Incoming Rant-Fur Fighters: Viggo’s Revenge

I knew it would happen when I started this journey.  I knew, years ago, when I decided to go through and beat all of the games I own, it’d take me to some pretty dark places.  While it’s true that I do have an extremely discerning taste and a big giant sexy brain, neither of those have really stopped me from buying some completely dreck games.  And I’d be forcing myself to play them.  This wouldn’t end up well.

I knew hell awaited me.  I’d staved it off so far.  No matter how poor the game was, I always found something to enjoy.  Doesn’t mean there weren’t some games I played with a scowl plastered on my face, but for the most part, I’ve found some redeeming feature in every game I played.  Yes, even that one.  You know the one.  The one you hate.  To some degree, it’s been quite satisfying, and really justifies why I’m keeping this endeavor up.  At the same time, it was frustrating, because I knew Damocles had left his sword hanging, only to drop at some future date.  Eventually, I was going to run into a game so horrid, so abysmal, that even I couldn’t handle it, and I was still going to force myself through it.

Well, it has finally happened.  I have stared into the abyss, and the abyss stared back.  From the darkest reaches of my soul it drew the antithesis to everything I held dear, my nemesis, the bane of my existence.

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Dragon Age: Writing the Bad Villain Well

One thing I’ve always appreciated about the Dragon Age series is their unusual choices in villains.  The strength of the antagonist can make or break most stories, even moreso than the protagonist in a lot of cases.  Dragon Age has been taking a lot of risks with theirs, and that they’ve all worked out decently is quite impressive.  Dragon Age Origins started out by putting you up against the dual villains of a faceless, personality-less horde, and the whims of politics, rather than giving you an actual well-defined character to fight as most other games would.  Sure, Loghain was at the center of the political storm, but the true enemy he represented was wider than just that.  Dragon Age II did not improve on much, but it did up the ante on the central antagonist, pitting you against the city’s commitment to see itself destroyed.  There wasn’t even a real face to the evil, that time.  And yet it’s Dragon Age Inquisition that gives the series it’s most unique antagonist yet.  They pulled out all the stops to bring you the core enemy this game, giving you something most games would not even attempt.  For this game, the central antagonist is Corypheus, the complete stupid loser.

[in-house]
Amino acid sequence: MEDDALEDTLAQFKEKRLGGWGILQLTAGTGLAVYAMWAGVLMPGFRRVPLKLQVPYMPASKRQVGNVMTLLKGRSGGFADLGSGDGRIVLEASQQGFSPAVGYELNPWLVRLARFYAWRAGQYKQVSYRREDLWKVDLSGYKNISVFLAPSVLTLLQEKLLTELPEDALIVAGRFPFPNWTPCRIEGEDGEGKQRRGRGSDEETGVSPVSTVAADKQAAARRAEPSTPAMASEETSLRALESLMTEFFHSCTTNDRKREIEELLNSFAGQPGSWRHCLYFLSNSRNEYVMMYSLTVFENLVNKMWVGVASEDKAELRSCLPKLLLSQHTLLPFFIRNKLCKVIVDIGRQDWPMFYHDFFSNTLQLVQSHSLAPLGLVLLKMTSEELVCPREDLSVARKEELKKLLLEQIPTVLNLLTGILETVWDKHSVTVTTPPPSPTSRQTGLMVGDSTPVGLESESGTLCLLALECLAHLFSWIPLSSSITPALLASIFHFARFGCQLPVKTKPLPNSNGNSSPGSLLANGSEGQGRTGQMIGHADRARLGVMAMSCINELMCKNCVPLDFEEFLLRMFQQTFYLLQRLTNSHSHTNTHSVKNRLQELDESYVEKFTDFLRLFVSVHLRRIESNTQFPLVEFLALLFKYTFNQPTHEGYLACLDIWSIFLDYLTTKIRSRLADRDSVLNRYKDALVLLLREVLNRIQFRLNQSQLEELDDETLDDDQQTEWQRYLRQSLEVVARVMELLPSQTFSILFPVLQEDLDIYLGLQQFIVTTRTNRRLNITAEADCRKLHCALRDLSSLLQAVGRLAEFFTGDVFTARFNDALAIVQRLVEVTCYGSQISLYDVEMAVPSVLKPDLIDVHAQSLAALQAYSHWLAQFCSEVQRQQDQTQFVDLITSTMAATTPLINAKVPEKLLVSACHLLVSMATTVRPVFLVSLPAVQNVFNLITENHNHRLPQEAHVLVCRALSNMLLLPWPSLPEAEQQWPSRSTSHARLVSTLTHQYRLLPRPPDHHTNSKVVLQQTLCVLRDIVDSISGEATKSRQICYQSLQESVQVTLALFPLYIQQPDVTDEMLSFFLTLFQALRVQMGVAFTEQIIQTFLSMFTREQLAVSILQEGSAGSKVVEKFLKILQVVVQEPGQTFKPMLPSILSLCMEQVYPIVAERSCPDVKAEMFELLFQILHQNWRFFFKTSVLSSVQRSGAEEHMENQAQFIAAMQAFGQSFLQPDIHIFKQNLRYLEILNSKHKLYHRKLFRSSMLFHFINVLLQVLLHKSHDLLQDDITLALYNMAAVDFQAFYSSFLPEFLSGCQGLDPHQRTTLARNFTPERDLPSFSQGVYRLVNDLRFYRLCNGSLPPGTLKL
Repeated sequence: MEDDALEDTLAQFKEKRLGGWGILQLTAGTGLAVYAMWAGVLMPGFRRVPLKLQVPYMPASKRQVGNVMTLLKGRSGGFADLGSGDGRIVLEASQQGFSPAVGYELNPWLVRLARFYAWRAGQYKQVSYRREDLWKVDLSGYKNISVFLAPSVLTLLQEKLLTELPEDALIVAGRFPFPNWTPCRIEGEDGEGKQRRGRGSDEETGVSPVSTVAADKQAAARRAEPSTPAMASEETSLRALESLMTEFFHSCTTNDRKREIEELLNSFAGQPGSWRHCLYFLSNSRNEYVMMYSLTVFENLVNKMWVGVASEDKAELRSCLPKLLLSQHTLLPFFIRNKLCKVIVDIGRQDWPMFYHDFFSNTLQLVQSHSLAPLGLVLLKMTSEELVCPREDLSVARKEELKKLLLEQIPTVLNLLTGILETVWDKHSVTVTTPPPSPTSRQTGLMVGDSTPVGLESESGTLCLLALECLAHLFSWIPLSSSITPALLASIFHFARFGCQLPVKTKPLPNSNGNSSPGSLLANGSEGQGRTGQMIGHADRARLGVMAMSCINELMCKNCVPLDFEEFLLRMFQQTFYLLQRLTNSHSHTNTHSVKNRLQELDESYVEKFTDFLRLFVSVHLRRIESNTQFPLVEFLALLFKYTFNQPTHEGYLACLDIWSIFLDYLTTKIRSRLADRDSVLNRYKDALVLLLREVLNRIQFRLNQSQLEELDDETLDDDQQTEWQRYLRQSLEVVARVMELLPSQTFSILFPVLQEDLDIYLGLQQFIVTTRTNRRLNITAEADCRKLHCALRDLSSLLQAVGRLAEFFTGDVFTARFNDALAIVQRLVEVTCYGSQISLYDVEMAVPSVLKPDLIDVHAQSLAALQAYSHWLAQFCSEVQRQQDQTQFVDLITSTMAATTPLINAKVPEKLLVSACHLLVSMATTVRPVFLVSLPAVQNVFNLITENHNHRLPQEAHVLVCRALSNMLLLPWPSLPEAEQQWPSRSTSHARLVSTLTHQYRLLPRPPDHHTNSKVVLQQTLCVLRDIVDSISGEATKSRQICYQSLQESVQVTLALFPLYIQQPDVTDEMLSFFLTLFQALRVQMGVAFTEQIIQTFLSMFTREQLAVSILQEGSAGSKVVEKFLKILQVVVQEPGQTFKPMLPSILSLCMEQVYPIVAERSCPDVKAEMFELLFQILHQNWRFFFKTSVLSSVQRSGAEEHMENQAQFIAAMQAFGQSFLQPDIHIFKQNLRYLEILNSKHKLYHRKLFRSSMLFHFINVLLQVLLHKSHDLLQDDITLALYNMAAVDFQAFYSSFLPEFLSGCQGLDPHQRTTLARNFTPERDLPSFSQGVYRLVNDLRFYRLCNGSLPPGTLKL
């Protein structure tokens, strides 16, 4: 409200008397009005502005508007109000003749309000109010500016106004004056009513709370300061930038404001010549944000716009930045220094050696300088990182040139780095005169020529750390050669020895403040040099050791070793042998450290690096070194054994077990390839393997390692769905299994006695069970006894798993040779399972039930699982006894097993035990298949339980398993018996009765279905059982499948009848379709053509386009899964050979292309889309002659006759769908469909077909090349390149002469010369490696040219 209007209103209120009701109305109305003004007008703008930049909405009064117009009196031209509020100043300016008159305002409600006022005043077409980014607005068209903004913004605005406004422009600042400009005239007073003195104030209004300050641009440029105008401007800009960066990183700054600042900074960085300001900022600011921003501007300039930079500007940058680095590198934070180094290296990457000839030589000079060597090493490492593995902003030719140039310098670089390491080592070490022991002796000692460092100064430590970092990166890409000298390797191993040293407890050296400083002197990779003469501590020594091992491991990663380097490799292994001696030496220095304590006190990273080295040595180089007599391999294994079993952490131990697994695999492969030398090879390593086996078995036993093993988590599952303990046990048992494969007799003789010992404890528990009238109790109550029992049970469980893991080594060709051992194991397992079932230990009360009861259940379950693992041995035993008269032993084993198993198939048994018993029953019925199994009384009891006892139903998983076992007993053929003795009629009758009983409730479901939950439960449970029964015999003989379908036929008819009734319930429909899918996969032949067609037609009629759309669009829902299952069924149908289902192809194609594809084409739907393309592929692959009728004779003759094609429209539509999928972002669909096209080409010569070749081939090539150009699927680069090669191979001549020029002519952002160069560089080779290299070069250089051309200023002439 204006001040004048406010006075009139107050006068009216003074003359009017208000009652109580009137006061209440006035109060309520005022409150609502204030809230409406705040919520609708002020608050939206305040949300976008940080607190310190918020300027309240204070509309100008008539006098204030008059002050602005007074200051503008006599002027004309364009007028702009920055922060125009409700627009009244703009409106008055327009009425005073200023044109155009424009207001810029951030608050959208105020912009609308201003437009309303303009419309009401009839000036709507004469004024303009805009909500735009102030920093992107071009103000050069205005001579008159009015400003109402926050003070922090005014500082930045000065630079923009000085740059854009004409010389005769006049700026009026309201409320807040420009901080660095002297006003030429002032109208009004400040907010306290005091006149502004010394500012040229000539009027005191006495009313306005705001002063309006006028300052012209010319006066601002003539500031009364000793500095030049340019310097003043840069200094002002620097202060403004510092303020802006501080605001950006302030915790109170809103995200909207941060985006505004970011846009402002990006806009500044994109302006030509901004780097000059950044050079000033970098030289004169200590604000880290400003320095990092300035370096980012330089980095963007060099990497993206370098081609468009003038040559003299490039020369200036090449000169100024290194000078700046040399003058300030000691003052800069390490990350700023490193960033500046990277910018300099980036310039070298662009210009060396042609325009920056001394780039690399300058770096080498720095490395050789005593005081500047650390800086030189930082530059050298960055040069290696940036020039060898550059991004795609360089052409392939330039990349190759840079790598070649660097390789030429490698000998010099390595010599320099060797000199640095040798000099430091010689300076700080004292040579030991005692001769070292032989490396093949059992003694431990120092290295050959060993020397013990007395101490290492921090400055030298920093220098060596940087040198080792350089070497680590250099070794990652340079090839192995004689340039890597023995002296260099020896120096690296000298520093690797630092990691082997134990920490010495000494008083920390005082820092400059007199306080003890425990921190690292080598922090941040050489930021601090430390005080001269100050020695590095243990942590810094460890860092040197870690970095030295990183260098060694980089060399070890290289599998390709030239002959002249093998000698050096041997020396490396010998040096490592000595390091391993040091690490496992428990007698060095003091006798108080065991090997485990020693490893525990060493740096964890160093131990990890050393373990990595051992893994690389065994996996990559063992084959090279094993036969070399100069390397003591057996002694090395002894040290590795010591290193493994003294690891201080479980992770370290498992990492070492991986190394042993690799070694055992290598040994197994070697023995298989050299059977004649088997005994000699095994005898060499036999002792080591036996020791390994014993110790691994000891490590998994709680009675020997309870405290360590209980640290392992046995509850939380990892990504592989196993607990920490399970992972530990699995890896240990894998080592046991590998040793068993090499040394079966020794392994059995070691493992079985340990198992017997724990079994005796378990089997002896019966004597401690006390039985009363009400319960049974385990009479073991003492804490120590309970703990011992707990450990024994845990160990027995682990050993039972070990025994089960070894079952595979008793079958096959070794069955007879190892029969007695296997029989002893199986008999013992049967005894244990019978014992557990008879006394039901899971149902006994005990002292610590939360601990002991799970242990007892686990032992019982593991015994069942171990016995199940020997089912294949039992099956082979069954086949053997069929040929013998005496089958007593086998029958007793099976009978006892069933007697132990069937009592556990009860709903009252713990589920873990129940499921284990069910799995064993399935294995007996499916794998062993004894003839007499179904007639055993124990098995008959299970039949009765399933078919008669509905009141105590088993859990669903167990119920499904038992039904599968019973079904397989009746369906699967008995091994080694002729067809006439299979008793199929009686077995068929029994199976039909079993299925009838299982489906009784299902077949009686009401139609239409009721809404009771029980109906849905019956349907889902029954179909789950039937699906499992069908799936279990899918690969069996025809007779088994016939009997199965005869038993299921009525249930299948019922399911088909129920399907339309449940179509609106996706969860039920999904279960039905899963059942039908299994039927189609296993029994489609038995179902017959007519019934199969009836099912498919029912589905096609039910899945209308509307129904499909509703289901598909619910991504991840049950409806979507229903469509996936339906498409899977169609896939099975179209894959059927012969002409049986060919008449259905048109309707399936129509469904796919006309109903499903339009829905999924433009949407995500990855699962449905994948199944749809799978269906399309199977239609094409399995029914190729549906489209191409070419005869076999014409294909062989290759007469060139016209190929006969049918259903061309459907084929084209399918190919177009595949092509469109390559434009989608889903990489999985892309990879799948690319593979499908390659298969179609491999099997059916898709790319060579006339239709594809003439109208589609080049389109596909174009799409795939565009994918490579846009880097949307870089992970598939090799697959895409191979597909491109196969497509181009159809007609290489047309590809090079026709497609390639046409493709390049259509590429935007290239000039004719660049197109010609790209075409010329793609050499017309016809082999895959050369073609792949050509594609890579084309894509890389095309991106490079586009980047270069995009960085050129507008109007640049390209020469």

Corypheus

Corypheus is the North Korea of Dragon Age.  He’s dangerous because he’s somehow amassed enough power to do some real harm before he’s taken down, but he still cannot wipe his nose without it blowing up in his face.  There is nothing he does that does not make things worse for him.  Corypheus shows off his sweet immortality power?  Turns out that defused some of the traps lying in between you and the big macguffin he was after.  Corypheus invests the core of himself in a big, intimidating, permanent show of force?  That ends up creating a vulnerability you’ll exploit later.  Even his greatest triumph, marching down to your house and kicking you and all your homies right out of it, ends up being his undoing as it gets you crowned inquisitor and solidifies your political base.  Also, that ended with you hitting him with a mountain.  A whole blasted mountain!

One thing that really strikes me is how easily the writing of this villain could have ruined the story.  There’s a number of ways to have a good antagonist, but usually, you want them to either be threatening or relatable.  Corypheus fails on both counts.  He is absolutely the opposite of what most authors would want in their work.  It’s hard to maintain a sense of danger when every time you see him, he’s in the process of screwing something up, and it should be hard to relate to such a total dickweasel.  Corypheus is not what you’d normally want in a compelling antagonist.  Yet he still manages to make a decent villain.  How is that?